WASHINGTON, (AFP) — The top US military officer held out the possibility of a draw-down of American forces from Afghanistan within a few years, citing the troop “surge” in Iraq as a model.
As President Barack Obama weighs a request for more troops in Afghanistan, the Chairman of the Joint Chiefs Admiral Mike Mullen said it was “reasonable” to look at Iraq — where additional American forces were sent to bolster security in 2007 — as a guide.
“If I were to use the surge in Iraq, in 2006-2007, look where we are right now, sort of apply the same kind of timeline to Afghanistan as best we can tell,” Mullen said at a Washington event.
“And we think that’s reasonable in terms of having the impact and then being able to thin our forces out and bring them back,” he said, responding to a question about the future of the US force in Afghanistan.
But Mullen added that “we have to be careful about the direct comparisons between Iraq and Afghanistan.”
US officials have tended to shy away from estimating how long it might take to gain the upper hand in Afghanistan and eventually hand over security duties to Afghan forces.
Mullen’s comments come amid an intense debate inside the Obama administration over strategy and troop levels, with the president yet to announce a crucial decision on whether to send in tens of thousands of reinforcements.
In January 2007, former president George W. Bush ordered five additional combat brigades to Iraq to stem deteriorating security and provide time for political reconciliation among the country’s rival factions.
With violence down from its peak two years ago, the US military has begun to gradually reduce the US force in Iraq under an agreement with Baghdad.
The “surge” strategy has been touted as a success in Washington and advocates of a troop buildup in Afghanistan cite the approach as a model.
But skeptics warn Afghanistan, a country ravaged by decades of war and extreme poverty, presents more difficult conditions than Iraq.
Mullen also demanded decisive action from Afghan President Hamid Karzai against what he called “endemic” corruption, saying tainted officials had to be prosecuted.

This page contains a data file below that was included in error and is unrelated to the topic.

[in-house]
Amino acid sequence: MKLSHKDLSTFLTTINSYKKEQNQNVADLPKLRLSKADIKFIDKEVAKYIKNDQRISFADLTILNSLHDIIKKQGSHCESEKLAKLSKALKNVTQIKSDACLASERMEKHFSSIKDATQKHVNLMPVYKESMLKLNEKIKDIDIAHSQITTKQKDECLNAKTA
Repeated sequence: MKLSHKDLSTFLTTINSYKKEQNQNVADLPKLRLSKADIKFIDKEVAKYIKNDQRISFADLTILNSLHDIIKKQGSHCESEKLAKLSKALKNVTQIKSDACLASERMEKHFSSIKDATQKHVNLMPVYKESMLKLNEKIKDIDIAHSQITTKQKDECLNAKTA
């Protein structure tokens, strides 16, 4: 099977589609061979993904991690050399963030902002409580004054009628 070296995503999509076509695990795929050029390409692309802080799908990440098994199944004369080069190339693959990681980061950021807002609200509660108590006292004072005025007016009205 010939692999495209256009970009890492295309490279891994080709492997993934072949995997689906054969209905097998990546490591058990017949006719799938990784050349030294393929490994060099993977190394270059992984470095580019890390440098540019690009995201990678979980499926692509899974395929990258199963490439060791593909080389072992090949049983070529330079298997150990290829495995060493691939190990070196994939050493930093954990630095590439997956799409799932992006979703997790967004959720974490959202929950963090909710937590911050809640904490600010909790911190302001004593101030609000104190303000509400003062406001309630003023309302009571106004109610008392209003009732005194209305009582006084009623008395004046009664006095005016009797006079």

Adding to growing international pressure on the newly re-elected Karzai, Mullen said the Afghan president “has got to take significant steps to eliminate corruption.”
“That means that you have to rid yourself of those who are corrupt, you have to actually arrest and prosecute them. You have to show those visible signs,” Mullen told reporters.
The United States was “extremely concerned about the level of corruption and the legitimacy of this government,” the chairman said, adding that coruption was too “endemic.”
Karzai, re-elected to office after a vote marred by allegations of massive fraud, has faced mounting calls from the United States and its allies to crack down on corrupt officials.
The head of the UN mission in Afghanistan on Tuesday warned Karzai that the world could desert him if he does not show his commitment to reform in his next cabinet.
US officials worry the Kabul government’s corruption-plagued reputation is feeding the Islamist insurgency, which has gained momentum despite the presence of more than 100,000 NATO-led troops — including about 68,000 Americans.
Obama’s administration has made little secret of its concerns with Karzai’s alleged graft and his pacts with unsavory warlords.
Mullen said a credible Kabul government was crucial to the success of the military mission.
“If we don’t get a level of legitimacy and governance, then all the troops in the world aren’t going to make any difference,” he said.
For weeks, Obama has held off making a decision on the troop request from the commander in Afghanistan, General Stanley McChrystal, partly because of the political uncertainty surrounding the disputed August election.
But Defense Secretary Robert Gates last month said Obama may have to make his decision even if the legitimacy of the Afghan government remains in doubt.